Building your own dedicated horse arena is no mean feat. There are plenty of potential slip-ups you could make but with the right planning and right supplies you should be able to ensure that the horse arena you construct lasts for many years and provides a comfortable, safe environment in which to work with horses. There’s also plenty of things you will need to purchase, and you will want to ensure you get the right materials and tools at a competitive price.
A Good Understanding of Your Land
An effective outdoor horse arena, with year round usage, will need to be constructed to withstand the ravages of the UK weather as well as the considerable wear and tear from horses’ hooves.
Clearing Your Ground
Once you have decided where your arena should be situated, you need to consider the foundation which is one of the most important parts, and one that you have to get right to ensure your eventual top surface performs as well, and is as horse friendly, as it should be.
Overall, the composition of the layers is likely to consist of drainage, membrane, stone and top surface. However, the construction of your base, usually from stone, and ideally from twice washed stone, is the most important aspect of your arena build. Your base will need to be as evenly compacted as possible as a poorly laid base can result in rainwater pooling and the appearance of areas of excessive softness that could be hazardous for horse and rider. Always remember, a good solid base with great drainage will enable a wider variety of suitable surface options are at your disposal.
All riding arenas need to be constructed ensuring that there is good drainage, and as above this will typically be achieved via a layer of clean stone on top of a properly excavated and levelled subsoil base. Depending on the nature of site, this setup might be adequate to provide drainage on its own, alternatively a drainage system might also have to be included. You also need to consider the use of protective membranes, not only separating the top level from the level below to ensure the top surface is not compromised through usage (You can use a fine aggregate or a non-woven membrane for this purpose), but also, possibly a base membrane to separate the sub-base layer and the drainage layer. This membrane should allow water to filter through freely.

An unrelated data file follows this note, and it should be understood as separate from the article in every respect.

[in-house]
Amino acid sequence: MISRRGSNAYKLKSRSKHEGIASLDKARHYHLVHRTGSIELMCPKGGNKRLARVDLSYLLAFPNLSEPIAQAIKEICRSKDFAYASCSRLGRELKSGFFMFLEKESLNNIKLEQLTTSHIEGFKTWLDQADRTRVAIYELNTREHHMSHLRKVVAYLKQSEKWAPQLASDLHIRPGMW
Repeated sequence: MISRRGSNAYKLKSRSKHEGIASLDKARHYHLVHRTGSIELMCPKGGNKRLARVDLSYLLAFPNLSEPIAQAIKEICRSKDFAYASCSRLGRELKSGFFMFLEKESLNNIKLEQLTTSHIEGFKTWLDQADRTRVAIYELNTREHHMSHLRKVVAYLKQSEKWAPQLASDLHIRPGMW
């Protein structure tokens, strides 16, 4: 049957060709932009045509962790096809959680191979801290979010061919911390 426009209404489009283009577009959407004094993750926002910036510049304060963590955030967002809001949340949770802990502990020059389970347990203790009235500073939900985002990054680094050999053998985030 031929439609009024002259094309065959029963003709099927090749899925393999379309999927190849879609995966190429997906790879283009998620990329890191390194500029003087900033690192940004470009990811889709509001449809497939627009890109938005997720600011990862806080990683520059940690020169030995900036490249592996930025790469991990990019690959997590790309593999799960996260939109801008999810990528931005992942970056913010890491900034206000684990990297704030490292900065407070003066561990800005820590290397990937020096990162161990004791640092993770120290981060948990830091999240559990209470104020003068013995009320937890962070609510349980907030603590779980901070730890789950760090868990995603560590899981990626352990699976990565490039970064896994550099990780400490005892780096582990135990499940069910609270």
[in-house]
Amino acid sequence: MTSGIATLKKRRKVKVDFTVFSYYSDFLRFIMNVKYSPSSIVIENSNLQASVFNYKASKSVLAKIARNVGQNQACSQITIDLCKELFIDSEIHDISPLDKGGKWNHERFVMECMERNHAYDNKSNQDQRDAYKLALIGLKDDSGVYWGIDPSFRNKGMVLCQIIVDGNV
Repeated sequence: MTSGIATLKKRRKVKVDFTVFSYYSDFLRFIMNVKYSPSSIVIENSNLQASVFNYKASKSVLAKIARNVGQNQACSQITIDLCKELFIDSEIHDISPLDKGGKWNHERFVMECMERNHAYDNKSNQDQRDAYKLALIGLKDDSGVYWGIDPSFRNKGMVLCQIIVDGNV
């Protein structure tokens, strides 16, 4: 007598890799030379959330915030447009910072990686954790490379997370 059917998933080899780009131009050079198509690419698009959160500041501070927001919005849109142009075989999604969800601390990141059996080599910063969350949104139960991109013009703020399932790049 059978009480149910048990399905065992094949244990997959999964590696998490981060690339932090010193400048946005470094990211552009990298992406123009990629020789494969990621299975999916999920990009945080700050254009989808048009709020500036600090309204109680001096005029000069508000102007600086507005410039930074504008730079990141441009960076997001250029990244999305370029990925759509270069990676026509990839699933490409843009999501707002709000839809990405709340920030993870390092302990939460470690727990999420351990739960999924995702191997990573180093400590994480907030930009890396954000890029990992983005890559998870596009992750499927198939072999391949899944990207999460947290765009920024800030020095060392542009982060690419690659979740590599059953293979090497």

The Right Top Layer
The top layer of your arena is the one in direct contact with horses’ hooves so you need to consider carefully what you want to achieve with your top layer. Some people opt for a soft arena surface, others for one with much firmer surface. However, it’s important to avoid a too-hard surface that might cause contact injuries.
Opt for too soft, and this brings its own issues as this could place undue stress on horses’ tendons and leg muscles. This is because the ideal surface should provide an element of traction in each horse’s stride, and ideally this should be consistent. This is because the horse subconsciously decides when each leg has found a firm footing and then its muscles start to propel it forward. If the horse is on very soft sand, for example, it’s very difficult to determine when its body should begin each “power stroke”. The result can be overstretched tendons and muscles. In addition, the top layer for your arena must be stable enough so that it doesn’t create a dust storm every time a strong wind comes through.
There are lots of different arena surfaces available from a number of different suppliers and these can consist of sand, wax (usually for high end usage), fibres (which can be made from recycled carpet) and even rubber chippings. Talk to a number of suppliers about the advisability and cost of each.
Surrounding the arena surface, usually as part of the perimeter fencing, are retaining boards fitted at ground level to help ensure the top surface stays in place whatever the weather.
Fencing Off The Arena
As for the actual arena itself, you will, of course, need a fence surround and a gate, these are generally constructed from wood. You will require containing boards at ground level to provide a boundary for the horse arena and these are also usually supplied in wood, which will need to be properly treated for longevity. These boards will be supported via the fence posts – again, usually made from wood, and in addition the fence will be completed by the addition of sawn rails and possibly a splash board. As for rough guidelines the fencing and gates around the riding arena should measure about 1.4m out of the ground, with a top rail flush with the top of the posts, and a further one or two rails evenly spaced below, and finally the retaining board at ground level. A good gate size is 3.6m wide installed in the fence line with a horse safe latch.
An Easy Approach…
If it’s your first attempt at constructing a horse arena, the list of things you need to consider and the list of items you will need to purchase can be daunting, which is why many people opt for the choice of pre-packaged riding arena kits which usually contain everything you need to construct your arena, in the right quantities apart from the base and top layers.